Interview by Jefferson Ellison, done in Partnership w/ AVLtoday.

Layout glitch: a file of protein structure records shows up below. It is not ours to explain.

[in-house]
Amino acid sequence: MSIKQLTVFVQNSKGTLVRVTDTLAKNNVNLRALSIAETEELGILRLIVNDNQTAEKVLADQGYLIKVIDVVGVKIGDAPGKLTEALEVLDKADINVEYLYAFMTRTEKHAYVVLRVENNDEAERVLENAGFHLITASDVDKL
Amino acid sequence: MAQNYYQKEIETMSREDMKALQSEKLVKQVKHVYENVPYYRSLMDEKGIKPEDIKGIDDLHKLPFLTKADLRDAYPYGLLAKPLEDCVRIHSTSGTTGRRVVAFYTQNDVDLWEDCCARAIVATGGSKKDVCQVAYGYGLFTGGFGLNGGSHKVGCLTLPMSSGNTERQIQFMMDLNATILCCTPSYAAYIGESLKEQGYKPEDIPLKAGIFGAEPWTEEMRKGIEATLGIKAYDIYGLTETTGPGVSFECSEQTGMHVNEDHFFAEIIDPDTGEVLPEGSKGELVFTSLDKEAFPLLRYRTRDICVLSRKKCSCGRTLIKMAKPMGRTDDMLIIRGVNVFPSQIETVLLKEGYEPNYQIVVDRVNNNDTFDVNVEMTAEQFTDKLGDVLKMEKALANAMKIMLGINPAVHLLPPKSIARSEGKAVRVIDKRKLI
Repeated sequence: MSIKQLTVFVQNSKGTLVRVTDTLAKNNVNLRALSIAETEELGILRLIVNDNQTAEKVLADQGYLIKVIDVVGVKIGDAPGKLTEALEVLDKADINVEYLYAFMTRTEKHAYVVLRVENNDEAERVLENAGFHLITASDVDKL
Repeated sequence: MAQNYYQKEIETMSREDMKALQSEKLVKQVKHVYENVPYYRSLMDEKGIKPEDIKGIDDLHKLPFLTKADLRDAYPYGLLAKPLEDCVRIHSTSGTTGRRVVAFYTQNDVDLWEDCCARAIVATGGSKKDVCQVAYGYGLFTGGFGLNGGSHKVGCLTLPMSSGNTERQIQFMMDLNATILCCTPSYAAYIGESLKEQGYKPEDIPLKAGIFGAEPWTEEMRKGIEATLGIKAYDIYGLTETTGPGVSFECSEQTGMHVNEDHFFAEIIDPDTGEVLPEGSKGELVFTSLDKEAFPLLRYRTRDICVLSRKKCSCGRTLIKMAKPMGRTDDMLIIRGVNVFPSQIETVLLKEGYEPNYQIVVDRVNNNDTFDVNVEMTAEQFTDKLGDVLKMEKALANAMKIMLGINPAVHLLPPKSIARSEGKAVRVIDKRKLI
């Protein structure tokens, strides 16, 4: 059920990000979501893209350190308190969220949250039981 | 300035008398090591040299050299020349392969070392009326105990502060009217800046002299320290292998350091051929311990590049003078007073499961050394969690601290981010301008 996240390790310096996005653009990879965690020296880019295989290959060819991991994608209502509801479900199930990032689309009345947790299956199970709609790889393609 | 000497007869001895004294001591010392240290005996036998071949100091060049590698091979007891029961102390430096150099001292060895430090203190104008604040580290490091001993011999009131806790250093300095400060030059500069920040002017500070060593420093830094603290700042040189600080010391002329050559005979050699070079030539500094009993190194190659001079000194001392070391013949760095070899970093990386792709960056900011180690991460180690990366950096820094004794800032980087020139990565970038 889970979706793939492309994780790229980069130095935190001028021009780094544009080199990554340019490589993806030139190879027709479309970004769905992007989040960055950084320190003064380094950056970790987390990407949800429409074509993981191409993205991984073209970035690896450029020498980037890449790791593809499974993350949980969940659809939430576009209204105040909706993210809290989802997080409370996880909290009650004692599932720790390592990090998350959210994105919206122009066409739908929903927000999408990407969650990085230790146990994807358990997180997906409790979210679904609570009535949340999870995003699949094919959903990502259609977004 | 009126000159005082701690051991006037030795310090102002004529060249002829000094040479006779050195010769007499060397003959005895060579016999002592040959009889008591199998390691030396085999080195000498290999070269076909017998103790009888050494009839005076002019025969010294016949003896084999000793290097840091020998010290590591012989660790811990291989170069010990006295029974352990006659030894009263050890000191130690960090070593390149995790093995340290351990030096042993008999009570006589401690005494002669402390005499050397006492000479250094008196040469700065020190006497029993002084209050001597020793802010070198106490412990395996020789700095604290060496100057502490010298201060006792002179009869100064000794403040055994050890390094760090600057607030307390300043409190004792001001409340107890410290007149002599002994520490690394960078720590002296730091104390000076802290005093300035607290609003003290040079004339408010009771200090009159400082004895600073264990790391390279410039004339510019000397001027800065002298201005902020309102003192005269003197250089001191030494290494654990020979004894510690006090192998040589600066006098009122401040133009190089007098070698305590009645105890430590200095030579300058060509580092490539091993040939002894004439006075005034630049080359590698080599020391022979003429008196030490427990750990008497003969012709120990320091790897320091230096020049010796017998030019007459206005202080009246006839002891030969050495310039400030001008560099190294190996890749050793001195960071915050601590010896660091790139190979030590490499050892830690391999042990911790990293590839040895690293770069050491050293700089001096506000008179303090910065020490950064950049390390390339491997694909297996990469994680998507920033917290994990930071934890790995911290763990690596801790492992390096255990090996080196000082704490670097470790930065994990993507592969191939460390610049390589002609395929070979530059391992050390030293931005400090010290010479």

The beauty industry is one of the fastest-growing businesses in the market today. Valued at over $500 billion, its no wonder big conglomerates continue to release new B2C businesses and collaborate with influencers and celebrities alike. But what about those who take the traditional route? Products created out of need and that grow out of genuine interest rather than ROI and large investments from Wall Street? Do they stand a chance? Emma Allen thinks so. At only a few years old, Everyday Oil is giving big skincare a run for their money and proving that traditional methods are still good business. In a world where everything is led by influencers and seems to be a get rich quick plan, it's nice to know that you don't need to be a Kardashian to get recognized by the heavyweights. How did Everyday Oil begin? Everyday Oil began really as a personal project - I wanted to take care of my skin, wanted clean products, and kept buying overpriced skincare that didn't work. When I read the ingredients list I felt like I was missing something.. I think we have been marketed to for so long, we take for granted that we need all of this weird stuff to take care of our skin. I started to look deeper and got interested in active ingredients and oils and ancient skincare methods. I was already really interested in health and wellness, and I started nerding out reading scientific journals on oils and skincare and trying different oils and blends for myself. Over the years I came up with Everyday Oil, but it wasn't called that, it was just something I was making for myself. Tell me about the process of creating your own product? It was interesting, because I never set out to create a skincare product or something to sell. Because it was just for me, and I'm a perfectionist, I just refined it over years...When I had something that worked really well for me, I started sharing it with friends and family and realized that this was something that worked for a lot of people, that filled a need for others like it had for me. When I decided to make it a product, I really wanted to put something out into the world that could be used and afforded by as many people as possible, I wanted to create a staple, utilitarian product. How I used and interacted with the product was different than any products on the market, there weren't any products that existed in skincare that were like that, utilitarian, all-purpose, unisex and there also aren't a lot of products that are high quality, at as a low a cost as possible. It isn't a gangbusters business model, we live in a culture of squeezing every drop of profit, so you see a lot of cheap ingredients marketed as luxury products. I had created the sweet potato and kale of skincare, just simple, quality things that are good for your skin, body, that work. In making it a product, I tried to think of my customer as a friend - how would I treat a friend? That is still our philosophy today, we try to maintain that mindset. There wasn't a roadmap for creating a product like this, so it was just an authentic communication, not a marketing strategy.